But the philanthropist’s sudden death meant the evaporation of further funding besides a loss of job for her father. At this point, Katalyst took her under their wing. Shabnam’s mentor is Venkat Subrahmanian of Dell. He has taught her communication skills, confidence building measures, and how to conduct herself at job interviews.

 Twenty-year-old Manasa RS, who is a class-topper at Sri Venkateswara College of Engineering, was already into her BE course when she was short-listed along with several students by Katalyst. Finally, she was selected along with two others. The cheerful and confident Manasa has been benefiting ever since from the programme’s support and the mentor that Katalyst has given her––Arun Kumar V from Cognizant Technology Solutions.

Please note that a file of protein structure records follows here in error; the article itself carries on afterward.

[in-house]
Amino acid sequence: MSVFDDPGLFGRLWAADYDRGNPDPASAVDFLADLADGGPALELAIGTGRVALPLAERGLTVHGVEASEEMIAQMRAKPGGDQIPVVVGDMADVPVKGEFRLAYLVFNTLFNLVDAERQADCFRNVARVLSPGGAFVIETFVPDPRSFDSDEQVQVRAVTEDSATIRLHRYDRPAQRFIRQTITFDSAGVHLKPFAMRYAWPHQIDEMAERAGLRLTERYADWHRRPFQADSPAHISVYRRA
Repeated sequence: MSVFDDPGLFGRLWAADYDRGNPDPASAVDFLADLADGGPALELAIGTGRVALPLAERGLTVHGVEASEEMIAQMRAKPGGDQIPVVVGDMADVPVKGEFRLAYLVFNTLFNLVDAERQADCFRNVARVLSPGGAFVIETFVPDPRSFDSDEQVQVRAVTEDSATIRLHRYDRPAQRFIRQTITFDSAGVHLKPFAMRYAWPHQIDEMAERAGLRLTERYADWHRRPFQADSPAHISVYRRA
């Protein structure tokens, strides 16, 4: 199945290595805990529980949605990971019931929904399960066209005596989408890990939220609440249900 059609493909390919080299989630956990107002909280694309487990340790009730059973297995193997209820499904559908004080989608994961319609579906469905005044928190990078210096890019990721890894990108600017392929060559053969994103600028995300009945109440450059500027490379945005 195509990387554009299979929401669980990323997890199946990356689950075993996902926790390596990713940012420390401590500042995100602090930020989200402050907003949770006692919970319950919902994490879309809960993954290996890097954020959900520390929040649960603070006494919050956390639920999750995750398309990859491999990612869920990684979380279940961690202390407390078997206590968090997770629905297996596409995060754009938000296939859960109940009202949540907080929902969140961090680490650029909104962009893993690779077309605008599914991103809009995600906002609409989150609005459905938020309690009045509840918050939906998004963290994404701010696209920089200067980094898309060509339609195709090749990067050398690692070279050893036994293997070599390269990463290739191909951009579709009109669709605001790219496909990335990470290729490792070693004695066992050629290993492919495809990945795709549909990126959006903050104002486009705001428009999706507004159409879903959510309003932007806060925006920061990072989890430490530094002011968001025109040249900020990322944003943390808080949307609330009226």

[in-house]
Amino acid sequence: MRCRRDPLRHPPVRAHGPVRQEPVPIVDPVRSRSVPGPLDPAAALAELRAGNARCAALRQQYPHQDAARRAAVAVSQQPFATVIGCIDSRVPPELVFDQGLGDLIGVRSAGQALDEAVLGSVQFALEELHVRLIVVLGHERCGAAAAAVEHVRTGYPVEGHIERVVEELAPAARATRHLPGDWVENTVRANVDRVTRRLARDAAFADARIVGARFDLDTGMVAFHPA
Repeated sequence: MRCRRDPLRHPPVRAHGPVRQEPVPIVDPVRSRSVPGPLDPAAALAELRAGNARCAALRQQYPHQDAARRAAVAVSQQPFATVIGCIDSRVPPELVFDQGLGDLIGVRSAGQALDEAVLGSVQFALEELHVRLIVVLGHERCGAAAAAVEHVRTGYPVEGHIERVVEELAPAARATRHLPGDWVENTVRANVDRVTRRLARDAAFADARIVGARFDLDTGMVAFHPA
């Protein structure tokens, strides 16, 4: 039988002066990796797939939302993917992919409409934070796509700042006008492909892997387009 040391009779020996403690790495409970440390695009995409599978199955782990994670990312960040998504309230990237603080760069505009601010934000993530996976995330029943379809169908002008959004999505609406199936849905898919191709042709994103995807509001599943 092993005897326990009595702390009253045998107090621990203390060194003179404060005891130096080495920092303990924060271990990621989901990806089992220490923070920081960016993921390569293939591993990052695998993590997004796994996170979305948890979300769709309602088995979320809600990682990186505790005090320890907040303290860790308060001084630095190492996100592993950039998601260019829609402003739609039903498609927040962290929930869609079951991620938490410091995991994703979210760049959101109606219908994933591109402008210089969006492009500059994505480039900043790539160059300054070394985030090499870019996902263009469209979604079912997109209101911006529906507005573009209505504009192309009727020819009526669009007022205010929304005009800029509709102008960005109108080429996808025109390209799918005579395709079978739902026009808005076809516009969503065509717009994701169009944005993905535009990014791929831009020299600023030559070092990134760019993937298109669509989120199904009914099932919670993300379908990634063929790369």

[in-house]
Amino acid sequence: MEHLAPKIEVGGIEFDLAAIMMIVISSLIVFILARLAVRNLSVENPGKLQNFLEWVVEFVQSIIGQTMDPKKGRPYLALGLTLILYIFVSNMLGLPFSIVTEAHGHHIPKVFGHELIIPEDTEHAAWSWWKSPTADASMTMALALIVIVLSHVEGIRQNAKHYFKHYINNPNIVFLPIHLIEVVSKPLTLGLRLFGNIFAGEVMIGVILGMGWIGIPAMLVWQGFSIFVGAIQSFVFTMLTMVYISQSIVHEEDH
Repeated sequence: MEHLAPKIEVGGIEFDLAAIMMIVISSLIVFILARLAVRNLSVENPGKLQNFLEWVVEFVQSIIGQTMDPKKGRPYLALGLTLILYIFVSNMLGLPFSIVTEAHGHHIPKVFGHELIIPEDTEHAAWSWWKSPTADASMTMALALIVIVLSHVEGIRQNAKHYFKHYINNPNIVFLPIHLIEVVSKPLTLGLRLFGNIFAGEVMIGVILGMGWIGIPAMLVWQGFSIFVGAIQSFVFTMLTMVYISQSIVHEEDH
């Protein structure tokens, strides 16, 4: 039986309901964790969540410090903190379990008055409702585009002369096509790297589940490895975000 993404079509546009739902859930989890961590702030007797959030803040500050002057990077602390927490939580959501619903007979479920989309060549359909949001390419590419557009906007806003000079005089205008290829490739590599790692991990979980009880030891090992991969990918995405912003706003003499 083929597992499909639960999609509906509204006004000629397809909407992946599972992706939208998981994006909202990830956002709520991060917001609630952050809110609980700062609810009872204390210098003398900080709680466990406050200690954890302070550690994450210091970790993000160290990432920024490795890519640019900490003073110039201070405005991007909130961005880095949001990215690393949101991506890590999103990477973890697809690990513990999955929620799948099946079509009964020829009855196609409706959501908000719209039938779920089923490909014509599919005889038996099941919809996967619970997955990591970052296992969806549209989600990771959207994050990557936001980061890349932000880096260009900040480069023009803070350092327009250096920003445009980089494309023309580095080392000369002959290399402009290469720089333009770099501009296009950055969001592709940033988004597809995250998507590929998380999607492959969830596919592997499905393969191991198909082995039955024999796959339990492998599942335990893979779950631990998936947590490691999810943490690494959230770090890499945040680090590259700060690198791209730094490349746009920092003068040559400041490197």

The daughter of a homemaker and a clerk, Manasa had nursed ambitions of higher studies but resigned herself to taking a job to support herself and her family after completing BE. But now, thanks to Katalyst’s intervention, she is pursing her dream of an MS degree from USA and preparing for the entrance tests.

Brinda Badarinath Hampiholi (21),  a former child artiste, is currently a final-year student of BE at BNMIT. Two years ago, the unexpected demise of her father meant that she faced several financial problems, considering that her mother was a primary-school teacher and the family had no resources to fall back on. Brinda heard of Katalyst and contacted them. She was selected. “Besides the financial help, the building of communication skills and social skills and all-round development have enriched me personally and professionally,”  she says. Her mentor is Dr Suryaprakash Kompalli of HP Labs.